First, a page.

Pet Product News Editorial Blog:
October 21, 2011
By Elizabeth Creith
Morning is quiet in the pet store. Hardly anyone comes in; it's the time I use to feed and water the animals and to clean cages, tanks or terrariums.
I'm good with people; I know how to explain things without making them feel stupid. But I'm better with animals. With animals, it's all body language. You can tell their mood by the way they move. It surprises me that most people can't read an animal's body language.
I'm not afraid of snakes. You can't be and work with them. But I'm careful of the 4-foot-long green rat snake. She's in a space that's really too small for her, as most things are in pet stores, and she's nippy. "Nippy" is pet store talk for an animal that's made a serious pass at someone.
She nailed my hand once, a quick strike-and-release when I moved too sharply taking out her water bowl to refill it. It wasn't her fault; I'd moved like a predator, and she was scared. It hardly hurt at all. I'm careful to move slowly and quietly around her; I don't stare at her, and I talk softly. I know snakes are deaf, but I figure if I speak softly, it'll help me move gently, too, and that she definitely understands.
The kid must have come in while I was running water. I say "kid," but he was on the verge of young manhood, 15, 16 maybe. Sneakers, T-shirt, windbreaker with some heavy metal band's logo on it, pants dragging on the floor. He stood in front of the rat snake's too-small terrarium, staring at her, his nose within a couple of inches of the glass.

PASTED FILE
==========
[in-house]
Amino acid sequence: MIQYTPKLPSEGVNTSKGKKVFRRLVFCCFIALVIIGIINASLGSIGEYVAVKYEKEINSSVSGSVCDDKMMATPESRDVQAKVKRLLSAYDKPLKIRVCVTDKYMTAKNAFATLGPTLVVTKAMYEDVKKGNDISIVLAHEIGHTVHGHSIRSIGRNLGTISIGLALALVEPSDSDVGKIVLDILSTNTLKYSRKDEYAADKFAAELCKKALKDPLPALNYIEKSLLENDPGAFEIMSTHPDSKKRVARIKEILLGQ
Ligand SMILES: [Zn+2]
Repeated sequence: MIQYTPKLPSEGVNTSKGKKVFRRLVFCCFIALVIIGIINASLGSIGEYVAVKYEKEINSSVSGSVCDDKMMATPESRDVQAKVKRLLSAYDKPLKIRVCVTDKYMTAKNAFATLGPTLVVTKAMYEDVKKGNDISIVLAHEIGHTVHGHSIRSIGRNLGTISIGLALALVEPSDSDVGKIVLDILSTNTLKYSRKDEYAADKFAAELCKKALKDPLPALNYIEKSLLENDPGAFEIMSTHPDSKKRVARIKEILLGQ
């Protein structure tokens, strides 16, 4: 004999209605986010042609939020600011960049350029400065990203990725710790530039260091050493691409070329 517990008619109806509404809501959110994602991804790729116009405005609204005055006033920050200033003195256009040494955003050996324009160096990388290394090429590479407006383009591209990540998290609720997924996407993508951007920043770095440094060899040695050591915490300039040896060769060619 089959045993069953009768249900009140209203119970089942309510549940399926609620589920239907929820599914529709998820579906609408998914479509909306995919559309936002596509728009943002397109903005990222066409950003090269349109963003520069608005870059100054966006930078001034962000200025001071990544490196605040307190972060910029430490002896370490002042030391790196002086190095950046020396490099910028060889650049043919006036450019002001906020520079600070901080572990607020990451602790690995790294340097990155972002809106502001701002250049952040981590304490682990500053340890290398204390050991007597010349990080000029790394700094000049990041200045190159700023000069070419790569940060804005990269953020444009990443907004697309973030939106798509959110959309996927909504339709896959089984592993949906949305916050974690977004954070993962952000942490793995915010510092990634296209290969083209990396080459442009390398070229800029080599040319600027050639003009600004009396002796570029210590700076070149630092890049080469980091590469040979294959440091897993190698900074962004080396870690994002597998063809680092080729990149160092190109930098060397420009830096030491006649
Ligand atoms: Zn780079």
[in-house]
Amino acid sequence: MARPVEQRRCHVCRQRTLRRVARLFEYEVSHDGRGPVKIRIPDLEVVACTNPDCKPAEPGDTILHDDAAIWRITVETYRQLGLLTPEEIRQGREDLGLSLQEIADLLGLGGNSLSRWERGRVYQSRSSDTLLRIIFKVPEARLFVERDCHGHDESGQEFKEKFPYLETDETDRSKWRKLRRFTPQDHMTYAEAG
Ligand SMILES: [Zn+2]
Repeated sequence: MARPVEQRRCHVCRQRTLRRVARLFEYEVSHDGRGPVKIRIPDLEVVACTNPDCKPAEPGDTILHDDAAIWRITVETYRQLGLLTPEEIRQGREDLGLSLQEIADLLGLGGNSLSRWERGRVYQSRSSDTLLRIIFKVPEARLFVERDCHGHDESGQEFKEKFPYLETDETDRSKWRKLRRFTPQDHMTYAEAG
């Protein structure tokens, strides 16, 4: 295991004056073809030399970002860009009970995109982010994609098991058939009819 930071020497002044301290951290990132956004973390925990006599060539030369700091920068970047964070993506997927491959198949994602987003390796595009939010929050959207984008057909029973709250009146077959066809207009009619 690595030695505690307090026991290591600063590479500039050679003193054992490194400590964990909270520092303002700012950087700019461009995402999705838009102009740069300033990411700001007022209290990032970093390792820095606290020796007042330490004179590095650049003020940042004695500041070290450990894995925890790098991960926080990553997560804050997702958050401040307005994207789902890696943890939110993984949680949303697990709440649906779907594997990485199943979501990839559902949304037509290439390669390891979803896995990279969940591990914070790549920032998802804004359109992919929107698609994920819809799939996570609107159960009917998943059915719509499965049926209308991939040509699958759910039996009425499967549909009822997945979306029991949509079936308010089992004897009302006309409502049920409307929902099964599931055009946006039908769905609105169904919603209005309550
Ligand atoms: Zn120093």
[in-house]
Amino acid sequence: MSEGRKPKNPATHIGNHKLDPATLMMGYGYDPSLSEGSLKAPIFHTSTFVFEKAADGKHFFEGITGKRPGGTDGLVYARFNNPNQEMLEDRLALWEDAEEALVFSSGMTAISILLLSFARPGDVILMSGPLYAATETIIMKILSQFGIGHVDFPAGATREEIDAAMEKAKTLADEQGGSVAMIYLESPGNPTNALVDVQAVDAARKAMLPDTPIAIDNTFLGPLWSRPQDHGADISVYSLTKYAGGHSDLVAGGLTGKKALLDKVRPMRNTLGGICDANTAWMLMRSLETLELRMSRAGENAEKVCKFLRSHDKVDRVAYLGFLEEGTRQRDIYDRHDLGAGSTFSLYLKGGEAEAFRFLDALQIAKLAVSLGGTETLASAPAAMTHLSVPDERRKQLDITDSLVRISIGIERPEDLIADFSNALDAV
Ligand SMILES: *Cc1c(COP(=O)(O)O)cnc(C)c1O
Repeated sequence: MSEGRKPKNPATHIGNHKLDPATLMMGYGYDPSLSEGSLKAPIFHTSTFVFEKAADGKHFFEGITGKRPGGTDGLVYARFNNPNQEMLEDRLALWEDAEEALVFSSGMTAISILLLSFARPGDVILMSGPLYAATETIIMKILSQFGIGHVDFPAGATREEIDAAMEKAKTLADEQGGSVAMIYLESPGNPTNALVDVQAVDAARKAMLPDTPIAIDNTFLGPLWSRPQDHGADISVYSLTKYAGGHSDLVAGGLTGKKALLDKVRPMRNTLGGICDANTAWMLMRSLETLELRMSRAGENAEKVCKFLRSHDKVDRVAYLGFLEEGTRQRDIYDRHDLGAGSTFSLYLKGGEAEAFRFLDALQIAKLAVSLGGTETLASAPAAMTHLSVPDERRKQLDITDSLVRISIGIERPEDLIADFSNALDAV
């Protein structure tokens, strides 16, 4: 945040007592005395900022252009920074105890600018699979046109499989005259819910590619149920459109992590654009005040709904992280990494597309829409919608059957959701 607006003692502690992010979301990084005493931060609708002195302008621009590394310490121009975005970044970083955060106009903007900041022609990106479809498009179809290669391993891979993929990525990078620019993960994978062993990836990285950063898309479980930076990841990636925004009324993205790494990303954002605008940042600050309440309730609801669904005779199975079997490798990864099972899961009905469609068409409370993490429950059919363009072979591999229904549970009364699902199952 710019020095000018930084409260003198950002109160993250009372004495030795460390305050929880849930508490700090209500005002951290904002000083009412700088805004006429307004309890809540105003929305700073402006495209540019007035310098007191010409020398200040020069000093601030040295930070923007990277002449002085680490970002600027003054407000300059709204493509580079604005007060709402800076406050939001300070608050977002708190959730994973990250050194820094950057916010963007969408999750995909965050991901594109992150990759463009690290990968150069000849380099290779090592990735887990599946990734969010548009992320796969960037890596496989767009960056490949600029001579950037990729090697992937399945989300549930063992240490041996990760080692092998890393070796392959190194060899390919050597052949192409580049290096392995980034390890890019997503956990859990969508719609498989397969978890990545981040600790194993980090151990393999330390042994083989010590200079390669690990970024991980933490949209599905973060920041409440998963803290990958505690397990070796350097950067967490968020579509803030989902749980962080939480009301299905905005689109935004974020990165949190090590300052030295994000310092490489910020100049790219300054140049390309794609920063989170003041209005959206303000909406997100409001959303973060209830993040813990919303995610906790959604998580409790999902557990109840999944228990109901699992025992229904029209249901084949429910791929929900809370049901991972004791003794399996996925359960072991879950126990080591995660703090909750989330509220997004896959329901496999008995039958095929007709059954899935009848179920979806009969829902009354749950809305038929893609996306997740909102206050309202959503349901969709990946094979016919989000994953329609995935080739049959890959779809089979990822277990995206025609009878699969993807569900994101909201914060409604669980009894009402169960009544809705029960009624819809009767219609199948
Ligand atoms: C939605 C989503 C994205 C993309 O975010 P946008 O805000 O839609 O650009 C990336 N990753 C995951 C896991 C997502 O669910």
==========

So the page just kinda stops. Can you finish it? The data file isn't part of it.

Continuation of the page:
The snake was erect, weaving just a bit. I could tell she wasn't happy with his posture and his proximity. Her nose was close to the glass, too, and I was afraid she'd strike and hurt herself.
"Hey, back off a bit," I said, "You're making her anxious. If she strikes the glass, she'll get hurt."
"He's challenging me," said the kid, ignoring my pronoun. He echoed the weave of her head with his.
"She. So back up and she'll stop." My hands itched to grab his collar, but that would be assault. Very big trouble.
"If I back off, she wins. If she hurts herself on the glass, she'll know she can't challenge me."
"Look, snakes have really simple minds," I said. "She doesn't understand winning and losing. She doesn't think like that. Bottom line, she can't win. But you can't win, either."
He tilted his head at me. "Wha'?" The verbal prowess of teenage boys never ceases to amaze me.
"If you back off, you think you lose, so you lose. It's in your own head. And if you don't, and she hurts herself, I will boot your ass out of here, and you definitely lose."
He snorted in disgust and stomped out of the store.
Simple minds, I thought. Snakes aren't the only ones who have them. I put the rat snake's water dish back on the cart. I wasn't going to open the terrarium while she was still agitated. I'm smarter than that.
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